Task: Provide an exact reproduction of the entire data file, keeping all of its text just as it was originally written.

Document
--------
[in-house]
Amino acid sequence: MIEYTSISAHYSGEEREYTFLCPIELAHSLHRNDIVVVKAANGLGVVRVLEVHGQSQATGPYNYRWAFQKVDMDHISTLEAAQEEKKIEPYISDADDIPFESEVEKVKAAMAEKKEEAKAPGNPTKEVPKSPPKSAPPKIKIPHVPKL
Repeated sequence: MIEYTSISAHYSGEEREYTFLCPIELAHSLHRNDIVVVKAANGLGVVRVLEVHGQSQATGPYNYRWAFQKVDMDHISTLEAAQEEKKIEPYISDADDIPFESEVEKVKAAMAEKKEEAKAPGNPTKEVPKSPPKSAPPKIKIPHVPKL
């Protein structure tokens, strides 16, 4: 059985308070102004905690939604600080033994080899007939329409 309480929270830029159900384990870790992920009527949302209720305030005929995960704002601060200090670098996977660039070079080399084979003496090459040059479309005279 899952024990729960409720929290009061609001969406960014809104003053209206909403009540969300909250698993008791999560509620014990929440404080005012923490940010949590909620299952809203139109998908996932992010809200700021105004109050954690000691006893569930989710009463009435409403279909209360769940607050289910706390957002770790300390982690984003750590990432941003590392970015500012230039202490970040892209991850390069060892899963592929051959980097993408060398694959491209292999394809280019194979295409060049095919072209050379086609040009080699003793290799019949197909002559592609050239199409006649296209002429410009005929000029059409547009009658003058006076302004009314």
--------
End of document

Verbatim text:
[in-house]
Amino acid sequence: MIEYTSISAHYSGEEREYTFLCPIELAHSLHRNDIVVVKAANGLGVVRVLEVHGQSQATGPYNYRWAFQKVDMDHISTLEAAQEEKKIEPYISDADDIPFESEVEKVKAAMAEKKEEAKAPGNPTKEVPKSPPKSAPPKIKIPHVPKL
Repeated sequence: MIEYTSISAHYSGEEREYTFLCPIELAHSLHRNDIVVVKAANGLGVVRVLEVHGQSQATGPYNYRWAFQKVDMDHISTLEAAQEEKKIEPYISDADDIPFESEVEKVKAAMAEKKEEAKAPGNPTKEVPKSPPKSAPPKIKIPHVPKL
């Protein structure tokens, strides 16, 4: 059985308070102004905690939604600080033994080899007939329409 309480929270830029159900384990870790992920009527949302209720305030005929995960704002601060200090670098996977660039070079080399084979003496090459040059479309005279 899952024990729960409720929290009061609001969406960014809104003053209206909403009540969300909250698993008791999560509620014990929440404080005012923490940010949590909620299952809203139109998908996932992010809200700021105004109050954690000691006893569930989710009463009435409403279909209360769940607050289910706390957002770790300390982690984003750590990432941003590392970015500012230039202490970040892209991850390069060892899963592929051959980097993408060398694959491209292999394809280019194979295409060049095919072209050379086609040009080699003793290799019949197909002559592609050239199409006649296209002429410009005929000029059409547009009658003058006076302004009314």